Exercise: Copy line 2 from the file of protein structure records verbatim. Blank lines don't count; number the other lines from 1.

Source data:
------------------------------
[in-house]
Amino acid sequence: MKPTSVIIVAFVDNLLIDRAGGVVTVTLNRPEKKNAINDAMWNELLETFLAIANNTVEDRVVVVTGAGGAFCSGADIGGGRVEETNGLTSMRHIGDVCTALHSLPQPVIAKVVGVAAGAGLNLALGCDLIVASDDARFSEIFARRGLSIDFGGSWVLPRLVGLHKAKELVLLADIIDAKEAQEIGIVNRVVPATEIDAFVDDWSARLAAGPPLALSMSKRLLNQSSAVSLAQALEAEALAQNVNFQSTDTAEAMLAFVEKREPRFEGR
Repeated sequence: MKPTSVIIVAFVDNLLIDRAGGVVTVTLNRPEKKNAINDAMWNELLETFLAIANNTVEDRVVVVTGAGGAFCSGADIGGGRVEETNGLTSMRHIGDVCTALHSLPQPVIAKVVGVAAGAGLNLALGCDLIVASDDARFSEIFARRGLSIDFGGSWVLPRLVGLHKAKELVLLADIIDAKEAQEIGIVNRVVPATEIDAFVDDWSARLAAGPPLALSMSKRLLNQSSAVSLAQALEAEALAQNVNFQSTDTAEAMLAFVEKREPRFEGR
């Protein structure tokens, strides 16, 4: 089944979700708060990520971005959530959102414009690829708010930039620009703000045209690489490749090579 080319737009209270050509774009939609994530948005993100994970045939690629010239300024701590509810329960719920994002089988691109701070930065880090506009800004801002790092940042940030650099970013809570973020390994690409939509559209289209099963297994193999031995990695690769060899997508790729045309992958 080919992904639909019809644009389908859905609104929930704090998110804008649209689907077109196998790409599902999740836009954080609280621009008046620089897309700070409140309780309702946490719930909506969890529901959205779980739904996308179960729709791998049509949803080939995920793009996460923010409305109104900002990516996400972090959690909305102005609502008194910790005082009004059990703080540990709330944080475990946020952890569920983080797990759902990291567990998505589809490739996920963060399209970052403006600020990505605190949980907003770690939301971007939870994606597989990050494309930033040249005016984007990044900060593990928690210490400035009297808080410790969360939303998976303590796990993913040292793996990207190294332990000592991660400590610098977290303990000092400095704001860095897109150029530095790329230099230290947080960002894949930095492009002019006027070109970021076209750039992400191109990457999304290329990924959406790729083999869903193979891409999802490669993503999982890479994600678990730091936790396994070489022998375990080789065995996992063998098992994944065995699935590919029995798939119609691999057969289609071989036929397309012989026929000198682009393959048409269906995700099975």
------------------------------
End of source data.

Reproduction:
Amino acid sequence: MKPTSVIIVAFVDNLLIDRAGGVVTVTLNRPEKKNAINDAMWNELLETFLAIANNTVEDRVVVVTGAGGAFCSGADIGGGRVEETNGLTSMRHIGDVCTALHSLPQPVIAKVVGVAAGAGLNLALGCDLIVASDDARFSEIFARRGLSIDFGGSWVLPRLVGLHKAKELVLLADIIDAKEAQEIGIVNRVVPATEIDAFVDDWSARLAAGPPLALSMSKRLLNQSSAVSLAQALEAEALAQNVNFQSTDTAEAMLAFVEKREPRFEGR